Ask the Question

Wildflower meadows combed the walls of the valley, flowing to meet the meandering river below. No trail marked my passage, no bent green blade, fallen leaf, or barked limb. Birds toiled their world, feeding fledglings, mending nests, bathing in dusty earth. If they noticed my presence, I did not influence them.

At water’s edge, toads and distantly, bullfrogs chirped and grunted speaking language unknown by me but somehow as haunting as a quiet primal flute whistling the lamentations of youth bygone. Dragonflies wove wings of crystal sunshine spiraling to seek their destinies.

Higher on the valley wall, berries sprayed the thorny ridge of its backbone. Their red blue vitality evident between my fingers, staining today with yesterday’s promise.

I wandered over and through my temptation, stopping, sampling, hoping to learn more, knowing the lesson past, that time taught all.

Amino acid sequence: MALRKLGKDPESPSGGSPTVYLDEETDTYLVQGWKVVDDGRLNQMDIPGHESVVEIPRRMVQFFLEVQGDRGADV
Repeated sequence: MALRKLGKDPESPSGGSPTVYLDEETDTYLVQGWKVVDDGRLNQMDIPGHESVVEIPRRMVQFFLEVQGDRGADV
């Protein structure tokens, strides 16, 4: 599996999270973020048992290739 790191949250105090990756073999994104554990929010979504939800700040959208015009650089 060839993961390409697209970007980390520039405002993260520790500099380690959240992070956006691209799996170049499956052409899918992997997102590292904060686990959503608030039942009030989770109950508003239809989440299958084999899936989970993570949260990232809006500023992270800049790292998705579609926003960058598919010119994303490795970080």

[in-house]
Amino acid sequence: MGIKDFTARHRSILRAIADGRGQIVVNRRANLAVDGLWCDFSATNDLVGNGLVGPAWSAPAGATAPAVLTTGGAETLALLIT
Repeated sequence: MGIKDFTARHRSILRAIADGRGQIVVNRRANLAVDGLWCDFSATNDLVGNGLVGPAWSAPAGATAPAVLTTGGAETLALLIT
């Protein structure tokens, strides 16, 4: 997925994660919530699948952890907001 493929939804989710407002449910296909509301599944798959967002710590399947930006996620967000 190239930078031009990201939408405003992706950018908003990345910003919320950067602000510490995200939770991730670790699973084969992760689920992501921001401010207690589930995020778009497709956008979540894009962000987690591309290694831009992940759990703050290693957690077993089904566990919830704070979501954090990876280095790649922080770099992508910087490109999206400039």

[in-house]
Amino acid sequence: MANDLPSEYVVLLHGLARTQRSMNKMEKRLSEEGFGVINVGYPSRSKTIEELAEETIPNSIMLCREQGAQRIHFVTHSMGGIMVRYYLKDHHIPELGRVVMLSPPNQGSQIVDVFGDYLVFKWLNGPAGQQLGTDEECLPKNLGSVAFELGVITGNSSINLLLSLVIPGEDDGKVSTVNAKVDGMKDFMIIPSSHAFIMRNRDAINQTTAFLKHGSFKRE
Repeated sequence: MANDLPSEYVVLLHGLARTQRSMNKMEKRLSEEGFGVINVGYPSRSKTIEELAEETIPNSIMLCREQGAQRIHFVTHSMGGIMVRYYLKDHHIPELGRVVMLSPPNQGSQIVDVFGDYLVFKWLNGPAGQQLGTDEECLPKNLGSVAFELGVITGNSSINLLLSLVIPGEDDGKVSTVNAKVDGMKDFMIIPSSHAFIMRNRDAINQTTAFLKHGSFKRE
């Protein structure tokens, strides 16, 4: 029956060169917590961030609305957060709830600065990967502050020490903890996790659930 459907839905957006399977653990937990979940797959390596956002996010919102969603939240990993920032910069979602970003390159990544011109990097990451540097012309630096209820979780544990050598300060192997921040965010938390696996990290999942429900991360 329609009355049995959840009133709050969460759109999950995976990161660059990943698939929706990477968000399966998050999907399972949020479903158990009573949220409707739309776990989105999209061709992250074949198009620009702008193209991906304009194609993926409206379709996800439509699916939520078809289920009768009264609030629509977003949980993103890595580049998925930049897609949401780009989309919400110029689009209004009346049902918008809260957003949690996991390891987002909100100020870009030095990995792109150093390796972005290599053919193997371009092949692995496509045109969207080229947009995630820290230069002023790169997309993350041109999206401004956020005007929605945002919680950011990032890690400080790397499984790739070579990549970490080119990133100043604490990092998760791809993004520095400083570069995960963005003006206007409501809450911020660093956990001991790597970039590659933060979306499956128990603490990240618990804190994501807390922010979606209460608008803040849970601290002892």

Higher still, oak and maple boughs bore the rewards of summer’s fullness, shading, nurturing, providing. Scurrying among them, life raced along unaware of passage, unaware of endings, or the promise of new beginnings.

I knew I would do well to heed those lessons. Even when turning in confusion’s circle, I move in but one direction. I may see all around me, but miss what is vital. Unless I focus to ask the question, I most desire to know.

Through mourning, I celebrate life, as songbirds voice afternoon’s glory, and the dove the break of dawn

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